Projections say AI-powered healthcare systems will enhance patient experience and deliver predictive and connected care by 2030.
AI-powered predictive care is expected to take a front seat by 2030. With the help of AI and predictive analytics, the healthcare system will be able to learn more about several factors such as the kind of food people consume, what are the air pollution levels in the city, if people have access to safe housing, and more. These factors are called the social determinants of health” (SDOH) by the World Health Organization. As per WHO, by 2020, chronic diseases will account for 75% of all deaths worldwide.
By 2030, artificial intelligence will be able to access multiple sources of data that were trapped in medical records to reveal patterns in disease and aid treatment. A risk regarding a particular disease will be predicted, and preventive measures will also be suggested for the same by the healthcare systems.
By that time, healthcare systems will also be equipped to predict the risk of chronic disease and suggest preventative measures at the right time. The development of this tool has shown success and this is already being used, resulting in a decline in the rates of diabetes, congestive heart failure, and COPD (chronic obstructive heart disease), which are all strongly influenced by SDOH.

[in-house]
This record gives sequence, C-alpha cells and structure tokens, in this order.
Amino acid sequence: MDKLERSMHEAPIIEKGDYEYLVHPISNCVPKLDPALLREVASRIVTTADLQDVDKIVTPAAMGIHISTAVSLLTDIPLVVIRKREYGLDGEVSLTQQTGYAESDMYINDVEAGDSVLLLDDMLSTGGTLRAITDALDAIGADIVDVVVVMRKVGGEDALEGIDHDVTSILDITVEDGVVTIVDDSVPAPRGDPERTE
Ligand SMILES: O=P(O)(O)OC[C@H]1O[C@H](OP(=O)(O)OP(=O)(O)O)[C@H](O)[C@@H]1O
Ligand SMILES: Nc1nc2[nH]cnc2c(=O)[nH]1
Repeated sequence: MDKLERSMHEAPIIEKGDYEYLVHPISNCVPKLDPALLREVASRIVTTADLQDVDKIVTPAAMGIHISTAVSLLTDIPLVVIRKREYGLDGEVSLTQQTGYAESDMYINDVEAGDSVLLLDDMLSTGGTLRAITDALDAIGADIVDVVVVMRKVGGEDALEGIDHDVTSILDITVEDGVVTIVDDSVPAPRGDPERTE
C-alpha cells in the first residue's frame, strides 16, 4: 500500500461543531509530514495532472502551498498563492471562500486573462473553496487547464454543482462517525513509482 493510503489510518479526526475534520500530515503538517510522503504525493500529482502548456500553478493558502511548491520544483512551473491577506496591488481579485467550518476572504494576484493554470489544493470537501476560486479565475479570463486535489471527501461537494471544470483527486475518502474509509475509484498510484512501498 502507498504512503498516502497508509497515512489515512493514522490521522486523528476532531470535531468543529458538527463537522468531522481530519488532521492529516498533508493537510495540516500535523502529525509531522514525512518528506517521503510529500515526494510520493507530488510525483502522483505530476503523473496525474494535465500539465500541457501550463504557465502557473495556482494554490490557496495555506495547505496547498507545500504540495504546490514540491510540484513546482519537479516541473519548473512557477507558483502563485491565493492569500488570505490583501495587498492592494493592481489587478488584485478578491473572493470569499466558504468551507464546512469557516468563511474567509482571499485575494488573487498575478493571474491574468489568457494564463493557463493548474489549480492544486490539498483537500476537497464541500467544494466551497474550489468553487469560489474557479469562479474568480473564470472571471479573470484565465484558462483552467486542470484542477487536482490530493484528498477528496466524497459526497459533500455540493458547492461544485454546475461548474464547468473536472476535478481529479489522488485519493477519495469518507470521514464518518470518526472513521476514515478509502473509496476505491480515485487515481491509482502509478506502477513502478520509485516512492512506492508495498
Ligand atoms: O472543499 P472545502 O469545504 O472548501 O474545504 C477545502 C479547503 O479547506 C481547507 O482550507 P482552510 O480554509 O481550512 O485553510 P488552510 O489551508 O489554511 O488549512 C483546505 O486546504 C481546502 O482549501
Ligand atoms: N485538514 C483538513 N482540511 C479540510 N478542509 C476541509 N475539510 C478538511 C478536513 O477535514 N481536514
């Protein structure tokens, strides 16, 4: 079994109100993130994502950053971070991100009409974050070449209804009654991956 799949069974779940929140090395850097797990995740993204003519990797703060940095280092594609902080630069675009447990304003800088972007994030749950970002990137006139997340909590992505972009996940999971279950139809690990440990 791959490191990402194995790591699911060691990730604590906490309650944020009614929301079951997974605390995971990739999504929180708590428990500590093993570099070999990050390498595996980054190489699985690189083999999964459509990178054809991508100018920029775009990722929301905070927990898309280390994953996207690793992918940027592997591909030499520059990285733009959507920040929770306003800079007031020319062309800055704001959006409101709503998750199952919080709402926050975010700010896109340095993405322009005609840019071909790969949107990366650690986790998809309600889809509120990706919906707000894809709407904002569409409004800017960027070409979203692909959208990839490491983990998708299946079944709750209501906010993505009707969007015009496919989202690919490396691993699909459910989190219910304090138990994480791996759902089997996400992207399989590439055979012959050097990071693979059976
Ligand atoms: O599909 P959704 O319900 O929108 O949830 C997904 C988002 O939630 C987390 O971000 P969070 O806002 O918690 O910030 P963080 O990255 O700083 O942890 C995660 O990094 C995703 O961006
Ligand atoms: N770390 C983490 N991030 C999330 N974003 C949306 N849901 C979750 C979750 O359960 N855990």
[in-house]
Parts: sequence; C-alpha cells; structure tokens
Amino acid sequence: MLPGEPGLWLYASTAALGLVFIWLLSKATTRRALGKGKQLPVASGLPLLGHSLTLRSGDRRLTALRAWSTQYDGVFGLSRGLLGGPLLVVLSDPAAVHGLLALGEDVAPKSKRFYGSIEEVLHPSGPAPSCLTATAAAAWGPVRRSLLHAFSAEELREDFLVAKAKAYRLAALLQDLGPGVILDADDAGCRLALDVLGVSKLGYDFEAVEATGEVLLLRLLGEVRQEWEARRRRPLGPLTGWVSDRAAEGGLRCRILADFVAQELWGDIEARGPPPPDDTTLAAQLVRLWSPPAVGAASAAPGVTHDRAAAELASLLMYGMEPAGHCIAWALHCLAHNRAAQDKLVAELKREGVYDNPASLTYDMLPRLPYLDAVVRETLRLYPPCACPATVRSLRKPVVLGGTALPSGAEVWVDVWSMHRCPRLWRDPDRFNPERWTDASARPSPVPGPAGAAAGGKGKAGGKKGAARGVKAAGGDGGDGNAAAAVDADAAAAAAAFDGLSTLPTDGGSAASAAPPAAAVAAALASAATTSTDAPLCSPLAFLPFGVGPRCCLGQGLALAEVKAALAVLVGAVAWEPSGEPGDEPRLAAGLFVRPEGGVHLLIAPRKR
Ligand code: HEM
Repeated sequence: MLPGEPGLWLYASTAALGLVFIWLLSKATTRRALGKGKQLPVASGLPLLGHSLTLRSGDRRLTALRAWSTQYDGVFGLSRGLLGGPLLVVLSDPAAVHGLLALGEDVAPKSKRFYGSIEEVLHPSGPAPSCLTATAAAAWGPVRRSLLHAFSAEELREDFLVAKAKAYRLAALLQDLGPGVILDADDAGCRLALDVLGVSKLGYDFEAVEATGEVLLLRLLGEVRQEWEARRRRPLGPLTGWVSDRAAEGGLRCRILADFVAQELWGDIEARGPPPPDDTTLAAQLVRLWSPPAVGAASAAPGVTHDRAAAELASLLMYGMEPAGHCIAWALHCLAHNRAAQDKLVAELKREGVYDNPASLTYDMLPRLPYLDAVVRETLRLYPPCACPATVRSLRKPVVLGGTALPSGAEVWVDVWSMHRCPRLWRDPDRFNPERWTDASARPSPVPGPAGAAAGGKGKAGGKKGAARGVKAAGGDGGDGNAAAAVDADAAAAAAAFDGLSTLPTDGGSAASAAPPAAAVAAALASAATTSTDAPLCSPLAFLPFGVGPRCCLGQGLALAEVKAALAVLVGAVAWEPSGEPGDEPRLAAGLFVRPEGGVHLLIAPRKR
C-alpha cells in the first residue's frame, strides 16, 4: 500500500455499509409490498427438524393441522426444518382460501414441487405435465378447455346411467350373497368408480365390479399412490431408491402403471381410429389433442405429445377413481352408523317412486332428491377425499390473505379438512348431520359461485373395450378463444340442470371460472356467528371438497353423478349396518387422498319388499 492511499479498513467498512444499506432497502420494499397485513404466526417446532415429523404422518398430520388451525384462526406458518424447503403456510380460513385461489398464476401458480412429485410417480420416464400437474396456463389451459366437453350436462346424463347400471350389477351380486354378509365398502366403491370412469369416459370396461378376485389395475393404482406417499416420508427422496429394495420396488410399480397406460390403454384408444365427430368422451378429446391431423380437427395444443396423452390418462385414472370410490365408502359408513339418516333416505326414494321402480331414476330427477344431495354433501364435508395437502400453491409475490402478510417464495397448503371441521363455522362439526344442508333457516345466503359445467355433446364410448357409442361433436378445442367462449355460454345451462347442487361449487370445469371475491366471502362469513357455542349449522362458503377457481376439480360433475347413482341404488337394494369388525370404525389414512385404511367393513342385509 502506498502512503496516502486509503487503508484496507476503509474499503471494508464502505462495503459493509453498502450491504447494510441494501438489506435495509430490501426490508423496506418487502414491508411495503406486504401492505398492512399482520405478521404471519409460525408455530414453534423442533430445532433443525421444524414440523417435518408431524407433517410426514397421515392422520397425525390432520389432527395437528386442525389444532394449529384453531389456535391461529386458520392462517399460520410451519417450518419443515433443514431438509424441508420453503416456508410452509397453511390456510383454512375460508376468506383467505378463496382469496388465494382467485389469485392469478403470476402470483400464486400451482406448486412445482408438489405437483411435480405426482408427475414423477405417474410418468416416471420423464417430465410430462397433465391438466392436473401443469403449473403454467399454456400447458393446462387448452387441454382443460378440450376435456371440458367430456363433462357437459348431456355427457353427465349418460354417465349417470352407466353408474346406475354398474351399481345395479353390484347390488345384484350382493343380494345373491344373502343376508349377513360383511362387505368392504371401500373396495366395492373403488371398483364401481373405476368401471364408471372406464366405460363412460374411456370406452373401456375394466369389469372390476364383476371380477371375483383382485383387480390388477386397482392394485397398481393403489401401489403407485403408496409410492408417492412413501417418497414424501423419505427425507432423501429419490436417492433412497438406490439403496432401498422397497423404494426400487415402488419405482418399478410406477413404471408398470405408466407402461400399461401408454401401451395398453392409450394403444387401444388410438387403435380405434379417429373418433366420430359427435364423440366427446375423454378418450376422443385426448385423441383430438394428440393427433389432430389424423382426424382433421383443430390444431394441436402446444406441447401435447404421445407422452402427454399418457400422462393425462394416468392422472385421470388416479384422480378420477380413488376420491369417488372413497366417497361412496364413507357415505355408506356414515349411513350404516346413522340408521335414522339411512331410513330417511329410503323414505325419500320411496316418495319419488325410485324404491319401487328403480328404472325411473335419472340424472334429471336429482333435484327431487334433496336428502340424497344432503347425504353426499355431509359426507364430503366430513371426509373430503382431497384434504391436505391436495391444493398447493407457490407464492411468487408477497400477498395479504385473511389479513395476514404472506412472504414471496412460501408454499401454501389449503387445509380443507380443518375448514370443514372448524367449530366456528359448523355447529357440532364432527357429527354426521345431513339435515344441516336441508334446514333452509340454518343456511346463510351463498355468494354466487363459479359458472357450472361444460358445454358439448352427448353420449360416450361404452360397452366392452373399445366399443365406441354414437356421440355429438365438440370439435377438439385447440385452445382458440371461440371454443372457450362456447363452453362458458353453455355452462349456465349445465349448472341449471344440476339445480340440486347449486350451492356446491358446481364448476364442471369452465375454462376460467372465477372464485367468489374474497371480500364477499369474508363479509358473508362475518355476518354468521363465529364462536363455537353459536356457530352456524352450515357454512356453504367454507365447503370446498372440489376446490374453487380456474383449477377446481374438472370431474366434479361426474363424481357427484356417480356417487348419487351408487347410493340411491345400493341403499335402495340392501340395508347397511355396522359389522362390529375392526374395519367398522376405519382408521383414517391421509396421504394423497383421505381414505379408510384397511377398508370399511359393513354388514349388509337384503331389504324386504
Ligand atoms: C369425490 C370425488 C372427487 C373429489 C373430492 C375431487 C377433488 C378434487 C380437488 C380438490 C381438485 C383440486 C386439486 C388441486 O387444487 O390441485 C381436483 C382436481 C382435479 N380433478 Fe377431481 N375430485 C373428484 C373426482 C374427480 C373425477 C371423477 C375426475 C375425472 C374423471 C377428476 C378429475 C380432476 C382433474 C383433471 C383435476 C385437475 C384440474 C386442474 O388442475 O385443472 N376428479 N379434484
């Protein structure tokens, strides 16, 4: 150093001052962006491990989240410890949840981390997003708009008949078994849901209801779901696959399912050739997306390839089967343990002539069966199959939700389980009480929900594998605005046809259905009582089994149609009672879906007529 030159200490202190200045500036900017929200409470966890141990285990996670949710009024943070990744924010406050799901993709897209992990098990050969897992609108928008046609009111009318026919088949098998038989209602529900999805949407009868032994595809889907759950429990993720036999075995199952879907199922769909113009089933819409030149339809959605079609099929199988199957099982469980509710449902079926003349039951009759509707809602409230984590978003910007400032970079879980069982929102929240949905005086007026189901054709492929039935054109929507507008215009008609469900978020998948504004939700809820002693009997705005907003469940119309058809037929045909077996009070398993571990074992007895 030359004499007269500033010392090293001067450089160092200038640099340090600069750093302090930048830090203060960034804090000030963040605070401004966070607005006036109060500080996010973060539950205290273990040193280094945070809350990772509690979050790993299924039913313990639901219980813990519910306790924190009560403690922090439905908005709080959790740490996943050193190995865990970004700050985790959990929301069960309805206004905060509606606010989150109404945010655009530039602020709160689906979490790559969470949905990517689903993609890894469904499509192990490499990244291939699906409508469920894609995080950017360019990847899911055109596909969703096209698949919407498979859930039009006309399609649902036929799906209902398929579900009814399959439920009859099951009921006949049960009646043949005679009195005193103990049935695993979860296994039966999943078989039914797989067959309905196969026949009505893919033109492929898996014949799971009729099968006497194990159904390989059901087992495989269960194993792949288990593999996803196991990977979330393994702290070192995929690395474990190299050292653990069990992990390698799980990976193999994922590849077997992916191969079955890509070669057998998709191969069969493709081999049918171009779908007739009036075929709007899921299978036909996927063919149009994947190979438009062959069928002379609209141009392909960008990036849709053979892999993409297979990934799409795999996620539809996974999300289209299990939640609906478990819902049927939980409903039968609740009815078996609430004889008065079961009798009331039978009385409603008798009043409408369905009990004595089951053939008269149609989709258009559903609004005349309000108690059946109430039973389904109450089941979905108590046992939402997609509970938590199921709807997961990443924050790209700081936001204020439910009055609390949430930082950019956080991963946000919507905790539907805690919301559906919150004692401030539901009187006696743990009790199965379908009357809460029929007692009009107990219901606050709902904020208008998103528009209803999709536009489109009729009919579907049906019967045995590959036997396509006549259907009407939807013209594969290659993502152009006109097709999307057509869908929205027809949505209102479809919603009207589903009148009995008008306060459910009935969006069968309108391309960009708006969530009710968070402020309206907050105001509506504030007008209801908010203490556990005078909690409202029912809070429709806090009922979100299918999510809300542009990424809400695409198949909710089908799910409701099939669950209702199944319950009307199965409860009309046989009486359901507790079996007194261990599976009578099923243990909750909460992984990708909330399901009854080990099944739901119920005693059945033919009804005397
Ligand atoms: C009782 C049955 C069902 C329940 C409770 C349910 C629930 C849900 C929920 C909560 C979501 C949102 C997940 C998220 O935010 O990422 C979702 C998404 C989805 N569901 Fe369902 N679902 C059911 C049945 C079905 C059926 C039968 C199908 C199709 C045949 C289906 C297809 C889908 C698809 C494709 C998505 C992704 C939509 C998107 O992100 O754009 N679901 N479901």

Connected care will see significant growth in 2030 as hospitals would focus on acute illnesses and highly complex procedures. Meanwhile, relatively less urgent cases would be treated via smaller hubs including retail clinics, same-day surgery centers, as well as specialist treatment clinics. AI can help in removing bottlenecks in the system and ensure that patients and healthcare professionals are directed to where they are most needed.
Finally, artificial intelligence-powered predictive healthcare networks will help reduce wait times for patients and improve staff workflows. In the case of areas such as surgery and diagnosis, surgeons will trust AI more to augment their skills for surgery as well as diagnosis. AI will help doctors and clinicians learn from every patient, every diagnosis, and every procedure. This will improve health outcomes, reduce clinician shortages and also, allow the system to be financially sustainable.
However, the vision for healthcare in 2030 still has a long way to go. Rigid technologies, IT, and data systems still hinder staff workflows and affect the continuity of care in areas like diagnosis, treatment, and prevention and cure of diseases. Governments, healthcare systems, and companies need to work in sync to ensure that AI systems are fully interoperable. With healthcare pushing boundaries, the need for international standards that protect how AI uses personal data will become an urgent priority in 2020 and beyond.